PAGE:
CHAPTER 1, FOOD SAFETY
a. A three compartment deep sink is basic for proper manual
warewashing procedures. If a three compartment sink cannot be provided, a
two compartment sink and/or other containers, e.g., large kettle, etc., may
be used provided adequate provisions are made to accomplish the six steps
of the warewashing process.
b. Accessory equipment and supplies required for proper manual
warewashing include a booster heater for the final rinse sink; thermometers
for monitoring the final rinse water temperatures, a drip and drain basket
and/or arm length rubber gloves for the final rinse, approved brushes, hand
warewashing compounds, and sanitizing agents.
4-2.19.2 Field Messing
Manual warewashing methods are contained in NAVMED P-5010 Chapter 9,
Preventive Medicine for Ground Forces.
4-2.20 Alternative Manual Methods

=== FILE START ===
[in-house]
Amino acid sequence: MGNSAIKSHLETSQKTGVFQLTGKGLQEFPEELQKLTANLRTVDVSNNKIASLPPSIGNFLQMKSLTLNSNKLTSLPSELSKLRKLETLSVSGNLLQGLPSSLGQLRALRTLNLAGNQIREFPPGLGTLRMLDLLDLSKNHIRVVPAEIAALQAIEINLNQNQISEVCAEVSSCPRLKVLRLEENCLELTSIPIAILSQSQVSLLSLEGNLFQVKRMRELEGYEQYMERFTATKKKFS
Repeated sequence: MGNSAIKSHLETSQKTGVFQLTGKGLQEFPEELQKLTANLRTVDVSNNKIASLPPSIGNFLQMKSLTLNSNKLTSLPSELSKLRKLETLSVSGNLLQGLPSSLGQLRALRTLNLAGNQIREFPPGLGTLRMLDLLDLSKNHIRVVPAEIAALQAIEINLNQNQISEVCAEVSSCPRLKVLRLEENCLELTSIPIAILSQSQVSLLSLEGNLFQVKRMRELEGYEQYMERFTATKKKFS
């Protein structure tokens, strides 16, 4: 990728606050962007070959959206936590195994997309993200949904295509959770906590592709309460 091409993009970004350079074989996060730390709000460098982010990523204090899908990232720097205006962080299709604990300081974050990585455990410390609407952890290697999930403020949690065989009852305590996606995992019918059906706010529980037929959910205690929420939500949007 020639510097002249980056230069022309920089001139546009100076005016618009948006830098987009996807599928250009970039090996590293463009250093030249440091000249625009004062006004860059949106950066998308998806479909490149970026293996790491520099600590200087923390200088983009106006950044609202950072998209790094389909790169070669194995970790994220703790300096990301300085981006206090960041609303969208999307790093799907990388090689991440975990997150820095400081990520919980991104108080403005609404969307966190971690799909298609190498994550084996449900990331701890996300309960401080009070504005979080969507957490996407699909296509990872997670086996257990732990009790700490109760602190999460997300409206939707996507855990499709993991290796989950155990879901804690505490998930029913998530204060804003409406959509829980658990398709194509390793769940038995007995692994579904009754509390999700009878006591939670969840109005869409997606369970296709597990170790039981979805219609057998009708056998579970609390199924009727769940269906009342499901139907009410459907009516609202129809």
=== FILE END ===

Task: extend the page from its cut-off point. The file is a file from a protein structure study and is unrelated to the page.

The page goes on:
When warewashing in sinks or warewashing machines is impractical,
warewashing will be done by alternate methods, as approved by the PMA:
a. Disassemble as necessary to permit access to all parts;
b. Scrape or rough clean to remove gross food particle accumulation,
c. Clean the equipment using a high pressure detergent spray, a line
pressure spray detergent foam or a swabbing/brushing procedure using a
d. Rinse the washed equipment with potable water or detergent-
e. Manually swab or pressure spray the equipment with the
concentration of detergent-sanitizer or chemical sanitizer specified on the
4-3 WAREWASHING AGENTS
a. Detergents. The efficiency of the detergent is affected by the
degree of hardness of the water. Different detergents are available for
hard and soft waters. Preference should be given to a detergent
demonstrated to be effective with the particular water supply used. Water
produced by a ship's distilling plants is normally very soft.
b. Detergent Feeding. Detergent must be added to warewashing
machines. It can be added manually; however, automatic dispensers are
highly recommended. The proper amount of detergent will depend on the